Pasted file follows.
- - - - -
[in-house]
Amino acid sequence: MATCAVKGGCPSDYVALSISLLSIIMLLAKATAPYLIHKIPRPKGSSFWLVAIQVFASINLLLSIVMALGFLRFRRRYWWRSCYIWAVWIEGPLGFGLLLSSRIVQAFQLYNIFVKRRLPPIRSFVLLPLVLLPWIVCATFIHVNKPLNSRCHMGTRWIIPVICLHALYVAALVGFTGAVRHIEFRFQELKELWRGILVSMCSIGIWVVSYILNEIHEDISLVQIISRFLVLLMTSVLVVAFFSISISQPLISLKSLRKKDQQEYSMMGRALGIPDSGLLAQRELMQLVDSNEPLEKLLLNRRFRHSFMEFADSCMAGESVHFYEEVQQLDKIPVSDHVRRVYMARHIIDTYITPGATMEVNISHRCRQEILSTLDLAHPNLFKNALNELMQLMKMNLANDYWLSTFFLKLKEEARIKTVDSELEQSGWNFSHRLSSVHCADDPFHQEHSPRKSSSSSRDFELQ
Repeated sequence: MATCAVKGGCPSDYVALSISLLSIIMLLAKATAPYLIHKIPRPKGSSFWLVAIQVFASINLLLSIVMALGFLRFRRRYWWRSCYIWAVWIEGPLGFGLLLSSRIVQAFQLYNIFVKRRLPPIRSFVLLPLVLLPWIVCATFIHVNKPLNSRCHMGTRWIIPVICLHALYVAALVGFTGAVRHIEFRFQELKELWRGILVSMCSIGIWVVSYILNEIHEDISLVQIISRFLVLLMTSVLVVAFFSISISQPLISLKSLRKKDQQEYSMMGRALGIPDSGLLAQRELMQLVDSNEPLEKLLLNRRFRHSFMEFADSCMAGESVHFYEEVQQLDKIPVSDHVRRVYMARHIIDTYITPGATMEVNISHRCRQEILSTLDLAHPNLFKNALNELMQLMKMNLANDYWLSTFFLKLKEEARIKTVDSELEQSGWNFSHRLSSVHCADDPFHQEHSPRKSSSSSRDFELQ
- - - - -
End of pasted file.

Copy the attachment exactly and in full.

[in-house]
Amino acid sequence: MATCAVKGGCPSDYVALSISLLSIIMLLAKATAPYLIHKIPRPKGSSFWLVAIQVFASINLLLSIVMALGFLRFRRRYWWRSCYIWAVWIEGPLGFGLLLSSRIVQAFQLYNIFVKRRLPPIRSFVLLPLVLLPWIVCATFIHVNKPLNSRCHMGTRWIIPVICLHALYVAALVGFTGAVRHIEFRFQELKELWRGILVSMCSIGIWVVSYILNEIHEDISLVQIISRFLVLLMTSVLVVAFFSISISQPLISLKSLRKKDQQEYSMMGRALGIPDSGLLAQRELMQLVDSNEPLEKLLLNRRFRHSFMEFADSCMAGESVHFYEEVQQLDKIPVSDHVRRVYMARHIIDTYITPGATMEVNISHRCRQEILSTLDLAHPNLFKNALNELMQLMKMNLANDYWLSTFFLKLKEEARIKTVDSELEQSGWNFSHRLSSVHCADDPFHQEHSPRKSSSSSRDFELQ
Repeated sequence: MATCAVKGGCPSDYVALSISLLSIIMLLAKATAPYLIHKIPRPKGSSFWLVAIQVFASINLLLSIVMALGFLRFRRRYWWRSCYIWAVWIEGPLGFGLLLSSRIVQAFQLYNIFVKRRLPPIRSFVLLPLVLLPWIVCATFIHVNKPLNSRCHMGTRWIIPVICLHALYVAALVGFTGAVRHIEFRFQELKELWRGILVSMCSIGIWVVSYILNEIHEDISLVQIISRFLVLLMTSVLVVAFFSISISQPLISLKSLRKKDQQEYSMMGRALGIPDSGLLAQRELMQLVDSNEPLEKLLLNRRFRHSFMEFADSCMAGESVHFYEEVQQLDKIPVSDHVRRVYMARHIIDTYITPGATMEVNISHRCRQEILSTLDLAHPNLFKNALNELMQLMKMNLANDYWLSTFFLKLKEEARIKTVDSELEQSGWNFSHRLSSVHCADDPFHQEHSPRKSSSSSRDFELQ